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Volume 80: debated on Tuesday 11 June 1985

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Crown Immunity


asked the Secretary of State for Employment what representations he has received about removing Crown immunity from workplaces covered by the Health and Safety at Work etc. Act; and what consideration he has given to the matter.

The General Municipal, Boilermakers and Allied Trades Union has sent my right hon. Friend a report on this subject. This followed our meeting with the trade union, the right hon. Member and other right hon. and hon. Members on 17 April. We have asked the Health and Safety Commission for its considered view of the case set out in the report.

I welcome that request to the Health and Safety ▸Commission. However, is the Minister aware that Crown immunity protects from criminal prosecution so-called Crown institutions, such as hospitals, when they break the law under the Health and Safety Acts and that this is gravely damaging to patients? Can he give one good reason why a hospital which food-poisons its patients should be immune from prosecution when a hotel which food-poisons its visitors can be prosecuted?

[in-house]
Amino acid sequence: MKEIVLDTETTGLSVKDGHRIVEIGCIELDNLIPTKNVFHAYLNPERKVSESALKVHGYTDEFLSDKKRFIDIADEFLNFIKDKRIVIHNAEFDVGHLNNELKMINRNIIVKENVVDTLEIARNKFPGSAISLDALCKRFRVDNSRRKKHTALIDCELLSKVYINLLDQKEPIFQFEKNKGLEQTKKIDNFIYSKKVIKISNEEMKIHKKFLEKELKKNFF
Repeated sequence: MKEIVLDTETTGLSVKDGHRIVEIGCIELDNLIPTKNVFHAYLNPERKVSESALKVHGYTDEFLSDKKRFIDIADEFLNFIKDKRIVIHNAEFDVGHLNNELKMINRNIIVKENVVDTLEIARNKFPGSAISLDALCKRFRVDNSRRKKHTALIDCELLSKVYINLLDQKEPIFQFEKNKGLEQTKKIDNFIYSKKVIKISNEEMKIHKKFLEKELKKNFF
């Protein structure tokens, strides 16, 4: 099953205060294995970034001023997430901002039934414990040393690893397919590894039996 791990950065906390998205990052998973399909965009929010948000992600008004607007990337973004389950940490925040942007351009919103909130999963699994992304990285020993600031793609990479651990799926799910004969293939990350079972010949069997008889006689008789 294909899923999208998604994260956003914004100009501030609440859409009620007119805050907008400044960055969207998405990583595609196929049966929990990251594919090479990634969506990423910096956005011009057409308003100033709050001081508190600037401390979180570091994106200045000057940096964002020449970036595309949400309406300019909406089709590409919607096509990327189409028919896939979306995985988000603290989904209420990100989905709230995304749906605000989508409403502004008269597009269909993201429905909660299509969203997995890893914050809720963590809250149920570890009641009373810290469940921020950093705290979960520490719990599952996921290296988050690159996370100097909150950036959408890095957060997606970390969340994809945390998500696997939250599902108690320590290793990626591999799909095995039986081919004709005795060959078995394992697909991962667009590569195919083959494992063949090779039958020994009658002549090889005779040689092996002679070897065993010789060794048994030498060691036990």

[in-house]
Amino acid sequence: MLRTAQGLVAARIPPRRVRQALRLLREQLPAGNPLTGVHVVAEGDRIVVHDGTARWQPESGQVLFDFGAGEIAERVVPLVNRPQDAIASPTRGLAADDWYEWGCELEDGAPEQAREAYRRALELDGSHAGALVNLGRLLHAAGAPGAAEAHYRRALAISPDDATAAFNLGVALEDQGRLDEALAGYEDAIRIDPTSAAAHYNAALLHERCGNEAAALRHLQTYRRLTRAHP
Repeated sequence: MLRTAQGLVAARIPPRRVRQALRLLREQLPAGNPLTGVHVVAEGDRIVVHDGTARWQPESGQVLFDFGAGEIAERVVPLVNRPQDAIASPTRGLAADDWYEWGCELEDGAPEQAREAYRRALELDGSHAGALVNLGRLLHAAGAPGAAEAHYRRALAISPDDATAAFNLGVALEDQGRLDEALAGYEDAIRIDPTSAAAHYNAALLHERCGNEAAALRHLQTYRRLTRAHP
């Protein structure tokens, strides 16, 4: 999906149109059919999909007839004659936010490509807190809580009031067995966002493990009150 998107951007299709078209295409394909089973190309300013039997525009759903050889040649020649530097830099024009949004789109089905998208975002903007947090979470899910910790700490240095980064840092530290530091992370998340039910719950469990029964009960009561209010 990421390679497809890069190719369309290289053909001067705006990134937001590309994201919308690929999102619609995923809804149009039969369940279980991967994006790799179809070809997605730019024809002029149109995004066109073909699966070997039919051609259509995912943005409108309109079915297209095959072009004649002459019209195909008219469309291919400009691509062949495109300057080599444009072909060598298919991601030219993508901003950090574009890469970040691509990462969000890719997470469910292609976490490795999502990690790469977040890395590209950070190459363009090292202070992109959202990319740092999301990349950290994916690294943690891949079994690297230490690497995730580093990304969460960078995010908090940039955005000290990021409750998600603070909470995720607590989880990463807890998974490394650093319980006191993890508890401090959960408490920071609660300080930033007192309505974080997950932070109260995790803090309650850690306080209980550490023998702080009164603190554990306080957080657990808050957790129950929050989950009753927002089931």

As the right hon. Gentleman knows, the food hygiene regulations are a matter for my right hon. Friend the Secretary of State for Social Services. I cannot give him a good reason, but I can give him a true reason. It took two years, from 1977 to 1979, for the Labour Government to take no action. I therefore believe that we are pursuing the right course in asking the commission for its advice, and we shall then consider the advice that it gives.